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 Post subject: How to un-seize an Alco 16-251
PostPosted: Tue Feb 01, 2011 11:00 am 

Joined: Thu Feb 03, 2005 9:32 pm
Posts: 265
Jamie K at the IRM posted a short story on getting the prime mover in the Alco RSD-15 to turn over. I found it interesting.

http://www2.irm.org/blogs/


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 Post subject: Re: How to un-seize an Alco 16-251
PostPosted: Tue Feb 01, 2011 3:41 pm 
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Location: H2O-town, CT
I found it interesting too. The only thing that worries me is breaking something or doing more damage by forcing it to turn over without seeing what the inside of the cylinders look like or the turbo. They have small cameras these days you could extend into the cylinders to have a look without having to pull heads. It will need an oil change soon to get the stuff they spayed in the cylinders out of the engine.


For anything metal that's stuck (bolts, pistons, ect) a 50/50 mix of acetone and ATF fluid works well.


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 Post subject: Re: How to un-seize an Alco 16-251
PostPosted: Tue Feb 01, 2011 5:06 pm 

Joined: Thu Feb 03, 2005 9:32 pm
Posts: 265
I hear ya on the ATF fluid. I had an old mechanic give that advice years ago when I had a car with a stuck hydraulic lifter. He told me if I wanted to be cheap leave the filter in it, drain the oil, and put in 2 qts of transmission fluid. Drive around the block until it just started to get warm. Then flush, change the filter, and replace the oil. Worked great.


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 Post subject: Re: How to un-seize an Alco 16-251
PostPosted: Tue Feb 01, 2011 6:27 pm 

Joined: Sun Aug 22, 2004 1:51 pm
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Location: Somewhere north of Prescott, AZ on the Santa Fe "Peavine"
You want to be cautious of some "short cut" measures such as described above. The best story I ever heard along those lines was someone who was told he could "refresh" his car's piston rings by emptying the oil, putting in kerosene, running it briefly, then draining and refilling the oil. Within three seconds of starting the car, the garage was a solid cloud of white smoke. For the week until he took it to a mechanic, you could tell where he was in town by looking for the white smoke.

I heard an almost identical account repeated on NPR's "Car Talk" a while back. What may work with one old car/diesel (Alco?) may not work with another/a more modern version (EMD?).


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 Post subject: Re: How to un-seize an Alco 16-251
PostPosted: Tue Feb 01, 2011 6:32 pm 

Joined: Tue Aug 02, 2005 1:25 pm
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My goodness. If the boys at IRM get the AT&SF/GB&W RSD-15 running, how many operational diesels will that give them?

Les


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 Post subject: Re: How to un-seize an Alco 16-251
PostPosted: Tue Feb 01, 2011 8:03 pm 
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Location: H2O-town, CT
Alexander D. Mitchell IV wrote:
You want to be cautious of some "short cut" measures such as described above. The best story I ever heard along those lines was someone who was told he could "refresh" his car's piston rings by emptying the oil, putting in kerosene, running it briefly, then draining and refilling the oil. Within three seconds of starting the car, the garage was a solid cloud of white smoke. For the week until he took it to a mechanic, you could tell where he was in town by looking for the white smoke.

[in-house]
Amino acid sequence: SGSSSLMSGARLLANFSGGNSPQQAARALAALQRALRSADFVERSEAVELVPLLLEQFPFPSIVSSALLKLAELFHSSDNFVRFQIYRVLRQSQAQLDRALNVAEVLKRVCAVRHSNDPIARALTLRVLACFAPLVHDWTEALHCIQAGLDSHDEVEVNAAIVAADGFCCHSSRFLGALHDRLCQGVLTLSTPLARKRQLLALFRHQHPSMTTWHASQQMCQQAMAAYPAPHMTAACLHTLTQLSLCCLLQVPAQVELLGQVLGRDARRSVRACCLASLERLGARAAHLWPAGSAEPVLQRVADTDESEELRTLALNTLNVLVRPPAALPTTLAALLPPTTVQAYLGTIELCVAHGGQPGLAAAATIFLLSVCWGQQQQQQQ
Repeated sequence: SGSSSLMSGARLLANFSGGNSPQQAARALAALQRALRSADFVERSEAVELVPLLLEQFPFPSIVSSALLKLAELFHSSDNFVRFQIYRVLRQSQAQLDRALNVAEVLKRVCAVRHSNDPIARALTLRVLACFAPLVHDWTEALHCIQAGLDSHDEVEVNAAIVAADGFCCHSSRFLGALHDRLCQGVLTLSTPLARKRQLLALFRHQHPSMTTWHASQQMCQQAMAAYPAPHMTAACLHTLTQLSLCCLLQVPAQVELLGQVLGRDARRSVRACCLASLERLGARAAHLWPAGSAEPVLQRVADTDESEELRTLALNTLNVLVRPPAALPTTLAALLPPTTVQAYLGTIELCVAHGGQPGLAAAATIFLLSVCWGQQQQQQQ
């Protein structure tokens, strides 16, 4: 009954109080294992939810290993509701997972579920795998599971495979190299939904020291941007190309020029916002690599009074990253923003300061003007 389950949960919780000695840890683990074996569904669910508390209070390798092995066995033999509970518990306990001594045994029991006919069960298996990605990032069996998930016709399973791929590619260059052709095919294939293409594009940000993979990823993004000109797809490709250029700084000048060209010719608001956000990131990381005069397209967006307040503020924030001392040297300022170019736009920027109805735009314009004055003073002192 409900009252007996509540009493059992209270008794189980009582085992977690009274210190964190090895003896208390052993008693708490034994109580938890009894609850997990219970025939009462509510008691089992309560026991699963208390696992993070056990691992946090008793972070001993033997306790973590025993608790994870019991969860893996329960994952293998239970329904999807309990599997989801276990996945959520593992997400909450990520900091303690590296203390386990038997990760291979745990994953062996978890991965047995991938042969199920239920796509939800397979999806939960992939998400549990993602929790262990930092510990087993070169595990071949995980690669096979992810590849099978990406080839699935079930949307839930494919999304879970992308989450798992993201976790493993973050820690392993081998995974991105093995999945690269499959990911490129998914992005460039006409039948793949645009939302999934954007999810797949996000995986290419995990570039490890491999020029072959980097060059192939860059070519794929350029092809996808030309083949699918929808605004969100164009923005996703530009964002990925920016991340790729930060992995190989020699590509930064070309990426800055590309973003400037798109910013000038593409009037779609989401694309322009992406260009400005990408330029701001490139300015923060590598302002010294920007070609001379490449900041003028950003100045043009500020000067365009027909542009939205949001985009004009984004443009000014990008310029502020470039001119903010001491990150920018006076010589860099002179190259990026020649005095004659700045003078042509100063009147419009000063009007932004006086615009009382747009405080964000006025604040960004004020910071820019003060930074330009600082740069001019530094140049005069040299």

I heard an almost identical account repeated on NPR's "Car Talk" a while back. What may work with one old car/diesel (Alco?) may not work with another/a more modern version (EMD?).



I've heard the kerosene one too and would never do that with the mechanical background I have. ATF has better lubricating properties, plus the main thing is you NEVER substitute ALL the oil for ATF/kerosene/whatever. If the motor holds 5 quarts you only put in 1 quart ATF and leave the other 4 oil. 4 quarts put in half a quart. You still have mostly oil for lubricating properties and the ATF has better cleaning ability and dirt suspension that will get trapped in the filter as the oil pump runs. You also don't drive to Florida with the ATF in your engine.............you just have to use common sense......something some people don't have and make things worse than they were.

I did the ATF trick on a standard shift cast iron Wheel Horse tractor gearbox. The gear oil hadn't been changed in 20 years, it was tough to shift. Drained it, added 1/2 quart ATF, the rest fresh 90w gear oil and took it for a 15 minute ride going through all the gears. Dumped the oil again and filled it with 90w only. It now shifts smoother into all the gears and eliminated having to double clutch most of the time.


One other word of caution, when dealing with older flat tappet cam engines make sure you add ZDDP additive when doing this. Most oils today no longer have enough ZDDP to protect them, even doing regular oil changes this should be added. Last thing you want to do is wipe out a cam lobe.


This is a good topic though as one of my projects is barring over all the long term stored locos at RMNE. So far I've been oiling the cylinders down with the 40w railroad oil on the stored RS-3 1508 with it's 244 that isn't seized. I may do the ATF trick to see if I can get another engine that's likely seized to turn over. It hasn't had a capped stack in years since even before we got it, I think Howard said something like 10 or more years, but I'll see if the FL-9 2033's 567c will turn over with some work.


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 Post subject: Re: How to un-seize an Alco 16-251
PostPosted: Tue Feb 01, 2011 9:04 pm 

Joined: Thu Feb 03, 2005 9:32 pm
Posts: 265
The IRM Diesel Dpt. ran 17 locos in the 2010 diesel parade last summer. I’m sure we have a few more, if Jamie sees this he can give a more exact figure.

Capping the stacks on a stored diesel is really important. It’s surprising how much water collects in the engine so fast. If possible covering the fans helps a lot too. Most of the drain pans on our old covered wagons are rusted through. Rain goes into the loco and keeps all the debris damp causing more rust.


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 Post subject: Re: How to un-seize an Alco 16-251
PostPosted: Tue Feb 01, 2011 9:29 pm 

Joined: Sun May 23, 2010 11:27 am
Posts: 434
Location: Switching the Coach Yard